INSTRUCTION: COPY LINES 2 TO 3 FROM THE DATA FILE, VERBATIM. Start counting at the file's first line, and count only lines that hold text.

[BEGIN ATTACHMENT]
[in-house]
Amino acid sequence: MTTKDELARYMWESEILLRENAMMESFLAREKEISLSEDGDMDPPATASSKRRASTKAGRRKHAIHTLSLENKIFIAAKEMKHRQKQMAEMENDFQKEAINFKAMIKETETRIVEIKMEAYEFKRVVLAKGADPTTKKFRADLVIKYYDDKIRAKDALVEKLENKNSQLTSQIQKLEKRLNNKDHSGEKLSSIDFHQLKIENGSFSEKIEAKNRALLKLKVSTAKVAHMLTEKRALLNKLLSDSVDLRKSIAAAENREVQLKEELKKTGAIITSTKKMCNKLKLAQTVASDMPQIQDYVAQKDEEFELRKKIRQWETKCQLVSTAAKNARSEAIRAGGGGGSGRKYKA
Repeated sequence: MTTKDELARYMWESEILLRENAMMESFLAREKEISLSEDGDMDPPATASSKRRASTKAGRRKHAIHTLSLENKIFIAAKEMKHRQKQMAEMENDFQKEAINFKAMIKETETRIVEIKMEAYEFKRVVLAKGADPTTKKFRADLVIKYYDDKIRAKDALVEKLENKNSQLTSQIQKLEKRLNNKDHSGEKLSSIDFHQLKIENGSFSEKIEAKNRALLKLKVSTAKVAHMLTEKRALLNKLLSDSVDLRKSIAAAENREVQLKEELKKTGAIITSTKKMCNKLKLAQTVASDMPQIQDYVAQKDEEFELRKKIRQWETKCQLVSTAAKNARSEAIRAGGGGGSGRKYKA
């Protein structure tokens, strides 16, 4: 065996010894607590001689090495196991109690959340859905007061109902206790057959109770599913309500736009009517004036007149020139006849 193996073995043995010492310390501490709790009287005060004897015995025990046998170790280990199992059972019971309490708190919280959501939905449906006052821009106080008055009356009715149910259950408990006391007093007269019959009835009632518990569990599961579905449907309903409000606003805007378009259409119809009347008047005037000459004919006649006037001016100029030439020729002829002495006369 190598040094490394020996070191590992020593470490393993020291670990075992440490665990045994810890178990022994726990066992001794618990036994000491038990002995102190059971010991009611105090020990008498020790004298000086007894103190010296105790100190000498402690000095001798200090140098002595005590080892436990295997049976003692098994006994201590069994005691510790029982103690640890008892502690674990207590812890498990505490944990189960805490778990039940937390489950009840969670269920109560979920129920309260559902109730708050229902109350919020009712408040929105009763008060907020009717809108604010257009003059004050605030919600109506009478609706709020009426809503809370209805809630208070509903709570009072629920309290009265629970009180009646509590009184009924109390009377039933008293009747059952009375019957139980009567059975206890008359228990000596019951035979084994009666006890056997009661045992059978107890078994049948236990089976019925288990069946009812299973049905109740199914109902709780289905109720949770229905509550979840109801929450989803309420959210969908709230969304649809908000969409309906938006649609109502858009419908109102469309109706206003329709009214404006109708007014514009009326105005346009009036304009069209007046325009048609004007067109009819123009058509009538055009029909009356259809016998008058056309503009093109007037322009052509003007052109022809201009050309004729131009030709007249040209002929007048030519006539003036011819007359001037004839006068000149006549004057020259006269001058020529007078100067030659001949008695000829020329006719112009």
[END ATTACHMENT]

Amino acid sequence: MTTKDELARYMWESEILLRENAMMESFLAREKEISLSEDGDMDPPATASSKRRASTKAGRRKHAIHTLSLENKIFIAAKEMKHRQKQMAEMENDFQKEAINFKAMIKETETRIVEIKMEAYEFKRVVLAKGADPTTKKFRADLVIKYYDDKIRAKDALVEKLENKNSQLTSQIQKLEKRLNNKDHSGEKLSSIDFHQLKIENGSFSEKIEAKNRALLKLKVSTAKVAHMLTEKRALLNKLLSDSVDLRKSIAAAENREVQLKEELKKTGAIITSTKKMCNKLKLAQTVASDMPQIQDYVAQKDEEFELRKKIRQWETKCQLVSTAAKNARSEAIRAGGGGGSGRKYKA
Repeated sequence: MTTKDELARYMWESEILLRENAMMESFLAREKEISLSEDGDMDPPATASSKRRASTKAGRRKHAIHTLSLENKIFIAAKEMKHRQKQMAEMENDFQKEAINFKAMIKETETRIVEIKMEAYEFKRVVLAKGADPTTKKFRADLVIKYYDDKIRAKDALVEKLENKNSQLTSQIQKLEKRLNNKDHSGEKLSSIDFHQLKIENGSFSEKIEAKNRALLKLKVSTAKVAHMLTEKRALLNKLLSDSVDLRKSIAAAENREVQLKEELKKTGAIITSTKKMCNKLKLAQTVASDMPQIQDYVAQKDEEFELRKKIRQWETKCQLVSTAAKNARSEAIRAGGGGGSGRKYKA